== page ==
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Tunisia on My Mind: An essay by Dr. Nader Hashemi

Dr. Nader Hashemi is a professor in Middle East and Islamic affairs at the Josef Korbel School of International Studies. In this piece, he reflects on the significance of Tunisia’s Jasmine Revolution for the rest of the region.

It is hard to exaggerate the excitement, optimism and hope that is sweeping across the Arab and Islamic world at this moment. If one had to reach for a parallel, the toppling last week of Tunisia’s longstanding dictator, Zayn al-Abidin Ben Ali, is viewed from within the region as the political and moral equivalent of the fall of the Berlin Wall.

Last week, after a month of country-wide protests, fueled by a combination of deep-seated economic and political grievances and triggered by the self-immolation of a poor street vendor, Mohammed Bouazizi– now a hero across the Arab world, Ben Ali ordered his army to shoot protestors in the street. General Rachid Ammar, head of the armed forces, steadfastly refused and within hours the Ben Ali regime collapsed. Several oberservations are worth noting.

First, why Tunisia? A small country of about ten million on the North African coast nudged between Algeria and Libya, Tunisia rarely received much press coverage. It has long been viewed as stable society visited by Western tourists as well as an American ally in the war on terror.  While ruled by a repressive regime, Tunisia had registered respectable development scores for poverty reduction, literacy, education and population reduction. The per capita income is double that of Morocco and Egypt and higher than Algeria’s, an oil-producing nation. Eighty percent of Tunisians own their own homes.  Tunisia was the last place anyone thought was, or expected to be, on the verge of revolution, reinforcing the historical point that such events can rarely be predicted in advance.

Secondly, the uprising appears to have been leaderless. Unlike neighbouring authoritarian regimes who tolerate some dissent and have prominent opposition groups and leaders, the Tunisian regime has been one of the most brutal in the Arab world. Only Syria and Saddam Hussein’s Iraq were arguably worse. During Ben Ali’s twenty-three year reign, thousands of Tunisians have been jailed, killed or have fled into exile. Censorship and surveillance have been everywhere. The regime was effectively a police state, reflected in part by the fact that the internal security forces outnumbered the national army (180,000 to 45,000).

Without an organized internal opposition and charismatic dissident figures, how were the protests organized?  It is too soon for clear answers but reportedly Facebook, Twitter and cell phone technology were effectively utilized by small groups of activists at the local level to bring people into the streets. A parallel exists with the rise of Iran’s Green Movement in 2009.

Thirdly, the dearth of non-violent opposition movements is often bemoaned by a West that assumes Muslim societies are inherently violent. Yet despite longstanding Western support for these same repressive regimes, of which Ben Ali’s dictatorship is a prime example, the Tunisian protests that toppled the regime have been largely non-violent.  All of Tunisian’s exiled oppositions leaders and groups have stressed the peaceful and non-violent nature of their struggle; indeed, the only violence visited upon Tunisian society in recent months should be attributed to the internal security forces and the remnants of old regime (who were trained, armed and supported by Western nations).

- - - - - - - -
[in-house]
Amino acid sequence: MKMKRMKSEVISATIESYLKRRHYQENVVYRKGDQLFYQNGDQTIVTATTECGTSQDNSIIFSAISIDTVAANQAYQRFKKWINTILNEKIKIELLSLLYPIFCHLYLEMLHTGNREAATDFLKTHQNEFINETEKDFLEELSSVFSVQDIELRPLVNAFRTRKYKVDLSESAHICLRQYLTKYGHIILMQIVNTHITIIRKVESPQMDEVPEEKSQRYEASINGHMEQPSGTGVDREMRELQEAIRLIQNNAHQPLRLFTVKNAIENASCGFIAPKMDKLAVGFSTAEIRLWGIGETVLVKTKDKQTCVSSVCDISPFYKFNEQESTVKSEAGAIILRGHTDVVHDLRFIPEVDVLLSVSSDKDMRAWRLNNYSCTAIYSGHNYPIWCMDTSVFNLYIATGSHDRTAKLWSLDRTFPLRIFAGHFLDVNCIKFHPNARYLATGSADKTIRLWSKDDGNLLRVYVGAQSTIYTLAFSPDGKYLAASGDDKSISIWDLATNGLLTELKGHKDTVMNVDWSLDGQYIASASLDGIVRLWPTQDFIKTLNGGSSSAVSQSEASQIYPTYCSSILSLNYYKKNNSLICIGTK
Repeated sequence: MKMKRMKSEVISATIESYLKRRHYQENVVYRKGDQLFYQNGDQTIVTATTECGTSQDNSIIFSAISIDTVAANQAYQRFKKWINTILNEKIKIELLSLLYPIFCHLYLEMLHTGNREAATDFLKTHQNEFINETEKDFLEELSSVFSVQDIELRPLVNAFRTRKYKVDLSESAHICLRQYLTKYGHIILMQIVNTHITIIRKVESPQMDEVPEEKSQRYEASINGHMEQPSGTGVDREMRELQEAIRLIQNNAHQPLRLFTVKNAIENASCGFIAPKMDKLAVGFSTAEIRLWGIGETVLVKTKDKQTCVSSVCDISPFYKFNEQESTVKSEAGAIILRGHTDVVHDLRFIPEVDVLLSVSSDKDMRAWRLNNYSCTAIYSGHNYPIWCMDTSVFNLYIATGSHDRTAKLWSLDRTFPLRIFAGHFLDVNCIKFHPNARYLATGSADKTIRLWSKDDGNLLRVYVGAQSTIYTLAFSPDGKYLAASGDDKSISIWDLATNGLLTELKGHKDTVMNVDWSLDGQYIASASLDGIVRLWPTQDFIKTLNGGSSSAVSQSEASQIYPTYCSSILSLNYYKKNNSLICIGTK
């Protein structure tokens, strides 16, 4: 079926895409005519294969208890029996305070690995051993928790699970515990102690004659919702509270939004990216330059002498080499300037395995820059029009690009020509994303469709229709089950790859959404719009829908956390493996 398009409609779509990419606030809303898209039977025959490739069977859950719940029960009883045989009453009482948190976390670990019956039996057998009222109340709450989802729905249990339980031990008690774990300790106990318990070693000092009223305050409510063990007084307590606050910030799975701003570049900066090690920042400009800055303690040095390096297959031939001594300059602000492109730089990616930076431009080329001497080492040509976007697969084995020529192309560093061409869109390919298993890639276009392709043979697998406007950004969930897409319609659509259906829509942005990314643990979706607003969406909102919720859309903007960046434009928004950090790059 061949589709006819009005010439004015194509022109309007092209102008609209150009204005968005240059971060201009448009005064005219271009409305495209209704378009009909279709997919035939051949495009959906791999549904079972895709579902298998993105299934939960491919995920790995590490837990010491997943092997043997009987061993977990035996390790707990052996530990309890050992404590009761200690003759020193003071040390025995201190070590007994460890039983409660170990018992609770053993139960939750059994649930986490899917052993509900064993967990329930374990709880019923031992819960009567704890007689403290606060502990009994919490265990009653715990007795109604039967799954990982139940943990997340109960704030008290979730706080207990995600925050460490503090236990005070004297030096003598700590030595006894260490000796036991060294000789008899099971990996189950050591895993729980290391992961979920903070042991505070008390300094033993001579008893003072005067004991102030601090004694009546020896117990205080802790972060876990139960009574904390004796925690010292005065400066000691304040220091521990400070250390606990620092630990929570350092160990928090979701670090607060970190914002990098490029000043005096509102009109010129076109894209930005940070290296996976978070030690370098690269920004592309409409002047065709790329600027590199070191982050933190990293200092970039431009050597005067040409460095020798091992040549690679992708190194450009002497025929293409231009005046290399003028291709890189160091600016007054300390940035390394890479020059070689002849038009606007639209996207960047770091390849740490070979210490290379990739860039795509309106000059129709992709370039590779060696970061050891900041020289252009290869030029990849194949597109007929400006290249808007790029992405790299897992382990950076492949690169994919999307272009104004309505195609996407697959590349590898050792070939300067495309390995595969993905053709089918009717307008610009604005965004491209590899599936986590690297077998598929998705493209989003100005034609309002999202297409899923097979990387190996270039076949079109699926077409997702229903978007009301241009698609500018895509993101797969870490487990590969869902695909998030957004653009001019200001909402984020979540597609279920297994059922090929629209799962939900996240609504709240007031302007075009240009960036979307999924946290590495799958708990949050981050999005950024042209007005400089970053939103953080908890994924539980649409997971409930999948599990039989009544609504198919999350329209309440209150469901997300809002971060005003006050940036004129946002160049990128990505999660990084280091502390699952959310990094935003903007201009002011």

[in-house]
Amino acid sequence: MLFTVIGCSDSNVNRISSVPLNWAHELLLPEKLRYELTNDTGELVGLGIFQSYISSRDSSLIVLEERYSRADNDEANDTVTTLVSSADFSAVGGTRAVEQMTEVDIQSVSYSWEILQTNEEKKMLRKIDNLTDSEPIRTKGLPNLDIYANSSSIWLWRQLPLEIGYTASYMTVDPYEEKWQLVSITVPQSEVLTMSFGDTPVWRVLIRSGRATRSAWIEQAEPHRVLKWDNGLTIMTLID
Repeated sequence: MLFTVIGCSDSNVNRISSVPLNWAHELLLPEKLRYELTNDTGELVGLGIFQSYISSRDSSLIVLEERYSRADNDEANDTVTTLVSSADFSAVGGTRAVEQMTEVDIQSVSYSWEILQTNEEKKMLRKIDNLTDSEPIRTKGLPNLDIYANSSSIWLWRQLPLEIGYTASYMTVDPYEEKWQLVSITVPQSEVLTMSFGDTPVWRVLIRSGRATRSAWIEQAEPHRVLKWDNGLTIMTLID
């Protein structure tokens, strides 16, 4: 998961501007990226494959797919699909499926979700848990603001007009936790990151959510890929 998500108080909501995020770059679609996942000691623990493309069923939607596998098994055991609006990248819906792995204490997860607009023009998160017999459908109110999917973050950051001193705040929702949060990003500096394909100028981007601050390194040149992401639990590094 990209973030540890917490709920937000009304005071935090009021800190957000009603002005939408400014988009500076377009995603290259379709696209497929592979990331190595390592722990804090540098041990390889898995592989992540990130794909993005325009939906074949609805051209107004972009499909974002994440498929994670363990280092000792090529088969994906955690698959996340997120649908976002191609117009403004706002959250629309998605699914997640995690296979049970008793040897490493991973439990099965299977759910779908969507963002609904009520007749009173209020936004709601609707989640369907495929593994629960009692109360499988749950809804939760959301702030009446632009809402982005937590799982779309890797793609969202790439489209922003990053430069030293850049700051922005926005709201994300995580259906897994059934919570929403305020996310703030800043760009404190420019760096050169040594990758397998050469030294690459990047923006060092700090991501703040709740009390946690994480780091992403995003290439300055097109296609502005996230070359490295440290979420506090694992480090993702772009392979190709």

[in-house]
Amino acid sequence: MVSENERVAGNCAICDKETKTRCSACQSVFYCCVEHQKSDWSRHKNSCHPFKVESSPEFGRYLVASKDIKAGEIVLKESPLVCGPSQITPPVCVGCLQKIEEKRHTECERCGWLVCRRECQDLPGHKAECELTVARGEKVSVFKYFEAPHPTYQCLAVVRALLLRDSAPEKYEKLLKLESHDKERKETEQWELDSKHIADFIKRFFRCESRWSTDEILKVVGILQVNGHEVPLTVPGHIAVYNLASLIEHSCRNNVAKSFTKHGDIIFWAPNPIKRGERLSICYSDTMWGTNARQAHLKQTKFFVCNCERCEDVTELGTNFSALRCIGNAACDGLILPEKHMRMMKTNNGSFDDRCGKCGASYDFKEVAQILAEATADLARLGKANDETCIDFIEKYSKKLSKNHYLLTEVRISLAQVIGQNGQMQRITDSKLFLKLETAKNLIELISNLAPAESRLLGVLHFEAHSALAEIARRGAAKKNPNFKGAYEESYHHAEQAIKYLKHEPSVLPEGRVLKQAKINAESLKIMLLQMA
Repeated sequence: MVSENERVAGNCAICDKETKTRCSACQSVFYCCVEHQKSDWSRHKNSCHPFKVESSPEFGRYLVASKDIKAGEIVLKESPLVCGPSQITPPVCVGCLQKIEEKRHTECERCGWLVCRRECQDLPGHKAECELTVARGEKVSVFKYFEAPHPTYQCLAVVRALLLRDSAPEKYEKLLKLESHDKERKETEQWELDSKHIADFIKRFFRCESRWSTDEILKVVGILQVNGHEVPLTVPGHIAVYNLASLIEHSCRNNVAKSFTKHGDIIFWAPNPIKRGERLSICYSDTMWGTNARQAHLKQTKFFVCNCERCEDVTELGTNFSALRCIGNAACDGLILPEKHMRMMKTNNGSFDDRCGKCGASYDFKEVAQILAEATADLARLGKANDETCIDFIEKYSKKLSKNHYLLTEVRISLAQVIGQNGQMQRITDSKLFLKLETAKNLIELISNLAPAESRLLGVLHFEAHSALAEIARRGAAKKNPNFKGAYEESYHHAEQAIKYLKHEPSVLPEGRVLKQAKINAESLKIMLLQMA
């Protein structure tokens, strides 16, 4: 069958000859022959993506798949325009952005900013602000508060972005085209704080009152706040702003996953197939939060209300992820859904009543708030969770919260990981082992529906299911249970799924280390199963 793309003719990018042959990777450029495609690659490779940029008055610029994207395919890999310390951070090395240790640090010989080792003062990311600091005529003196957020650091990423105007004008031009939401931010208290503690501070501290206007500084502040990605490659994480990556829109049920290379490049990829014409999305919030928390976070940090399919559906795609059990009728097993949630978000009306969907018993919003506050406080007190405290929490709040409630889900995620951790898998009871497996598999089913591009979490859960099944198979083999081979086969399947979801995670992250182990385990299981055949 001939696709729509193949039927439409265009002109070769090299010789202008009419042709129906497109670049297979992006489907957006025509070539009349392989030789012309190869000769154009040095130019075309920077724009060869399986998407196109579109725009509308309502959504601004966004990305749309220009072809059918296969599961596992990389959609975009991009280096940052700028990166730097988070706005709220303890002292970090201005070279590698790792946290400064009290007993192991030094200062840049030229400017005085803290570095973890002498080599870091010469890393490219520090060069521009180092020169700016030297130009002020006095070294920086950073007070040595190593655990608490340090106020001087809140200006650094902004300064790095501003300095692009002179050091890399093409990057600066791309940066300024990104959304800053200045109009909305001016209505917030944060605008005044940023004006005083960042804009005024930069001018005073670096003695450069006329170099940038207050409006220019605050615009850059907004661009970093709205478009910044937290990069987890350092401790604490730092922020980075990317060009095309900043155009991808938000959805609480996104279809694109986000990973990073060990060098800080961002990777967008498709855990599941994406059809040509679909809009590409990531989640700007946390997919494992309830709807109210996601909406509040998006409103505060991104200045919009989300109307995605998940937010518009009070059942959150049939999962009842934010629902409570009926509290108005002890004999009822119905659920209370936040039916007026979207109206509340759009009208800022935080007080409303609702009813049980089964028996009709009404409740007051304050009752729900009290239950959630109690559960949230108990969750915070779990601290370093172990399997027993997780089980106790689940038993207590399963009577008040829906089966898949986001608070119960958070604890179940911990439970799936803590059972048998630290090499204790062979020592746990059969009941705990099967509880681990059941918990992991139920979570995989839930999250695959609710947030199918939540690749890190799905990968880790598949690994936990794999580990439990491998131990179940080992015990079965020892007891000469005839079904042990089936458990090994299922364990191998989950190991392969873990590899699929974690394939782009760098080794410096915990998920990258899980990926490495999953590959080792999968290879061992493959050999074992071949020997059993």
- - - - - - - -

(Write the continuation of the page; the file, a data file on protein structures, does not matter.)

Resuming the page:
Finally, the rapid collapse of the Ben Ali regime reveals the regime’s underlying weakness. Political legitimacy had vanished and Ben Ali’s support base extended no further than his own family.  When Tunisians stopped being afraid and the Tunisian army refused to comply with Ben Ali’s orders, the entire edifice of his kleptocratic regime collapsed.

Tunisia is headed for uncharted waters but the initial indicators seem positive. The ancien regime has fallen, the ruling party has been dissolved and a national consensus seems to exist in support of free elections and a quick transition to democracy.  Will there be a domino effect across the Arab world? While it is tempting to think so, it should be remembered that each society and authoritarian regime is unique and the social conditions that have led to a non-violent revolution in Tunisia do not necessarily exist in other countries. But there is no denying the symbolic power of recent events for Arab and Muslim societies.

Rami Khouri, the prominent public intellectual and commentator on the Middle East, has compared recent events and their regional effects to Polish communism and the Solidarity trade-union moment in 1980. While the Polish regime and other East European dictatorships survived for another decade after the rise of the movement, the countdown had begun. “As happened with an unknown electricians’ union in a Gdansk shipyard in 1980 that required years more to transform an entire political universe a decade later,” Khouri recently observed in the Financial Times, “I suspect Tunisia’s impact on the Arab world will similarly play itself out in stages . . . The transformation of much of the rest of the Arab world is likely to follow in a less dramatic manner — but it will follow for sure.”

 

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